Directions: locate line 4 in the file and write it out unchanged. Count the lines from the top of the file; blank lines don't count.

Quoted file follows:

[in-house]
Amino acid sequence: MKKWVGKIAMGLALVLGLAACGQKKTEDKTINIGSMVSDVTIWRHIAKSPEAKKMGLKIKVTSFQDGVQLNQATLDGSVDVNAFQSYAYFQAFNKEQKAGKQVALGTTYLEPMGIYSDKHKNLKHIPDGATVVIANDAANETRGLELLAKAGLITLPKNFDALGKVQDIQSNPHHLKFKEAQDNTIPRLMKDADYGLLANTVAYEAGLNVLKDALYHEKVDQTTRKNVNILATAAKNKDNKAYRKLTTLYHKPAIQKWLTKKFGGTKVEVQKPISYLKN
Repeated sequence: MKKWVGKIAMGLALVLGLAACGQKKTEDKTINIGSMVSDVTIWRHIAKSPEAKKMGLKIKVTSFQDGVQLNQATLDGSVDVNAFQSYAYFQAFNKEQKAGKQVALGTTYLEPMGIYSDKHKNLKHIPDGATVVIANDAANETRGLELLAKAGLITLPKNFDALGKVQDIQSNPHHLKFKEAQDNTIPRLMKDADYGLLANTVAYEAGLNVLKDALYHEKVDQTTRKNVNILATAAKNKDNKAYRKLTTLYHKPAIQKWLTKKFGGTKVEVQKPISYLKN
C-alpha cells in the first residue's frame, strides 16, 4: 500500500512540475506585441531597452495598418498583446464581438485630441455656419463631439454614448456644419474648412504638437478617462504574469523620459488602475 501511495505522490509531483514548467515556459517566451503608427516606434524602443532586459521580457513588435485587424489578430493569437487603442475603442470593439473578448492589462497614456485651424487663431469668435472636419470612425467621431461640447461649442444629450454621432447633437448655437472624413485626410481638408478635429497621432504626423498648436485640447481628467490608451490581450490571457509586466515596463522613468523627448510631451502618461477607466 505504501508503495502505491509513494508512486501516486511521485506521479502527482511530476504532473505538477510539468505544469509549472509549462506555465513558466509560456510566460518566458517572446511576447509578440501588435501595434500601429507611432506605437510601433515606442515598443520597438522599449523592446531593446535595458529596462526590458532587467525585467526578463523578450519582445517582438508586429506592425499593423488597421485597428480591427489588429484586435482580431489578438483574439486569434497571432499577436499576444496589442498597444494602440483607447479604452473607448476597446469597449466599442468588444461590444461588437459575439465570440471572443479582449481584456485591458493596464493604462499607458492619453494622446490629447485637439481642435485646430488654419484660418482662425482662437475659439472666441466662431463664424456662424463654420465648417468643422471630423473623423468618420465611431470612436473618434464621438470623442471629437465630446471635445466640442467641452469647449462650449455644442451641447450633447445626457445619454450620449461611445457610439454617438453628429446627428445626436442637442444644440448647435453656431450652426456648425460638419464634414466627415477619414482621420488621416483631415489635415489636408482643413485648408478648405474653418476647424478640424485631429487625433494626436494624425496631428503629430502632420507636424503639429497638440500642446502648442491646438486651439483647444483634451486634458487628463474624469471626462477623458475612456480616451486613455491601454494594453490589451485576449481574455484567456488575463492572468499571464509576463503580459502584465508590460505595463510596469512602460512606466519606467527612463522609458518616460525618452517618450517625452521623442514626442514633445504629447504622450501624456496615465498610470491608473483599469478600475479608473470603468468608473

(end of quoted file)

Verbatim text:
C-alpha cells in the first residue's frame, strides 16, 4: 500500500512540475506585441531597452495598418498583446464581438485630441455656419463631439454614448456644419474648412504638437478617462504574469523620459488602475 501511495505522490509531483514548467515556459517566451503608427516606434524602443532586459521580457513588435485587424489578430493569437487603442475603442470593439473578448492589462497614456485651424487663431469668435472636419470612425467621431461640447461649442444629450454621432447633437448655437472624413485626410481638408478635429497621432504626423498648436485640447481628467490608451490581450490571457509586466515596463522613468523627448510631451502618461477607466 505504501508503495502505491509513494508512486501516486511521485506521479502527482511530476504532473505538477510539468505544469509549472509549462506555465513558466509560456510566460518566458517572446511576447509578440501588435501595434500601429507611432506605437510601433515606442515598443520597438522599449523592446531593446535595458529596462526590458532587467525585467526578463523578450519582445517582438508586429506592425499593423488597421485597428480591427489588429484586435482580431489578438483574439486569434497571432499577436499576444496589442498597444494602440483607447479604452473607448476597446469597449466599442468588444461590444461588437459575439465570440471572443479582449481584456485591458493596464493604462499607458492619453494622446490629447485637439481642435485646430488654419484660418482662425482662437475659439472666441466662431463664424456662424463654420465648417468643422471630423473623423468618420465611431470612436473618434464621438470623442471629437465630446471635445466640442467641452469647449462650449455644442451641447450633447445626457445619454450620449461611445457610439454617438453628429446627428445626436442637442444644440448647435453656431450652426456648425460638419464634414466627415477619414482621420488621416483631415489635415489636408482643413485648408478648405474653418476647424478640424485631429487625433494626436494624425496631428503629430502632420507636424503639429497638440500642446502648442491646438486651439483647444483634451486634458487628463474624469471626462477623458475612456480616451486613455491601454494594453490589451485576449481574455484567456488575463492572468499571464509576463503580459502584465508590460505595463510596469512602460512606466519606467527612463522609458518616460525618452517618450517625452521623442514626442514633445504629447504622450501624456496615465498610470491608473483599469478600475479608473470603468468608473